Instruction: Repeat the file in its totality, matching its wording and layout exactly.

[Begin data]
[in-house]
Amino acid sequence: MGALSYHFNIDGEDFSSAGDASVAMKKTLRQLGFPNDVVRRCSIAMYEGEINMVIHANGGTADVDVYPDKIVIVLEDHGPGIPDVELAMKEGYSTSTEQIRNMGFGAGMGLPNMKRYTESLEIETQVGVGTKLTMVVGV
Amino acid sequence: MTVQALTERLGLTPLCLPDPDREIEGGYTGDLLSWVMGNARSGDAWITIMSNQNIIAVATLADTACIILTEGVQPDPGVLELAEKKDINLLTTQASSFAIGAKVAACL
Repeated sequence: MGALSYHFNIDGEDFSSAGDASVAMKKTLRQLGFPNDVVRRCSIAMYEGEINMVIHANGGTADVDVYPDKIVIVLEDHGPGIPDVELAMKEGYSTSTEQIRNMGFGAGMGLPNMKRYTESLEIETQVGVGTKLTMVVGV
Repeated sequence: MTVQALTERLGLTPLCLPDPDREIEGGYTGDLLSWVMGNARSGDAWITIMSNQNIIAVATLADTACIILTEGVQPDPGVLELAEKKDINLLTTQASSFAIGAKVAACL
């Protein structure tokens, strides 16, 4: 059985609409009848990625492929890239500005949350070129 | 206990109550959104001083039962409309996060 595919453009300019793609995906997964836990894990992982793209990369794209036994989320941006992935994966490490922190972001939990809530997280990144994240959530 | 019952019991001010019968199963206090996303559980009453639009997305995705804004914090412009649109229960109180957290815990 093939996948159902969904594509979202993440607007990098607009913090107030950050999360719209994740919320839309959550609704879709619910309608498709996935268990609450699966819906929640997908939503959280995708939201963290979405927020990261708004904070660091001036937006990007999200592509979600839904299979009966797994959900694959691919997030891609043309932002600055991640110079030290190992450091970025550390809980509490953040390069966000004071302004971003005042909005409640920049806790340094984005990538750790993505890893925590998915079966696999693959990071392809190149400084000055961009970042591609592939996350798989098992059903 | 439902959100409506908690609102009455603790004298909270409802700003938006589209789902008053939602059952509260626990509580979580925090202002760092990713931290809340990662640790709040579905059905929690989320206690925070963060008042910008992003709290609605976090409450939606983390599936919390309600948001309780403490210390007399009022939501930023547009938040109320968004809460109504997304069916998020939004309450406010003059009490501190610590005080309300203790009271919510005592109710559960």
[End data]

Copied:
[in-house]
Amino acid sequence: MGALSYHFNIDGEDFSSAGDASVAMKKTLRQLGFPNDVVRRCSIAMYEGEINMVIHANGGTADVDVYPDKIVIVLEDHGPGIPDVELAMKEGYSTSTEQIRNMGFGAGMGLPNMKRYTESLEIETQVGVGTKLTMVVGV
Amino acid sequence: MTVQALTERLGLTPLCLPDPDREIEGGYTGDLLSWVMGNARSGDAWITIMSNQNIIAVATLADTACIILTEGVQPDPGVLELAEKKDINLLTTQASSFAIGAKVAACL
Repeated sequence: MGALSYHFNIDGEDFSSAGDASVAMKKTLRQLGFPNDVVRRCSIAMYEGEINMVIHANGGTADVDVYPDKIVIVLEDHGPGIPDVELAMKEGYSTSTEQIRNMGFGAGMGLPNMKRYTESLEIETQVGVGTKLTMVVGV
Repeated sequence: MTVQALTERLGLTPLCLPDPDREIEGGYTGDLLSWVMGNARSGDAWITIMSNQNIIAVATLADTACIILTEGVQPDPGVLELAEKKDINLLTTQASSFAIGAKVAACL
């Protein structure tokens, strides 16, 4: 059985609409009848990625492929890239500005949350070129 | 206990109550959104001083039962409309996060 595919453009300019793609995906997964836990894990992982793209990369794209036994989320941006992935994966490490922190972001939990809530997280990144994240959530 | 019952019991001010019968199963206090996303559980009453639009997305995705804004914090412009649109229960109180957290815990 093939996948159902969904594509979202993440607007990098607009913090107030950050999360719209994740919320839309959550609704879709619910309608498709996935268990609450699966819906929640997908939503959280995708939201963290979405927020990261708004904070660091001036937006990007999200592509979600839904299979009966797994959900694959691919997030891609043309932002600055991640110079030290190992450091970025550390809980509490953040390069966000004071302004971003005042909005409640920049806790340094984005990538750790993505890893925590998915079966696999693959990071392809190149400084000055961009970042591609592939996350798989098992059903 | 439902959100409506908690609102009455603790004298909270409802700003938006589209789902008053939602059952509260626990509580979580925090202002760092990713931290809340990662640790709040579905059905929690989320206690925070963060008042910008992003709290609605976090409450939606983390599936919390309600948001309780403490210390007399009022939501930023547009938040109320968004809460109504997304069916998020939004309450406010003059009490501190610590005080309300203790009271919510005592109710559960």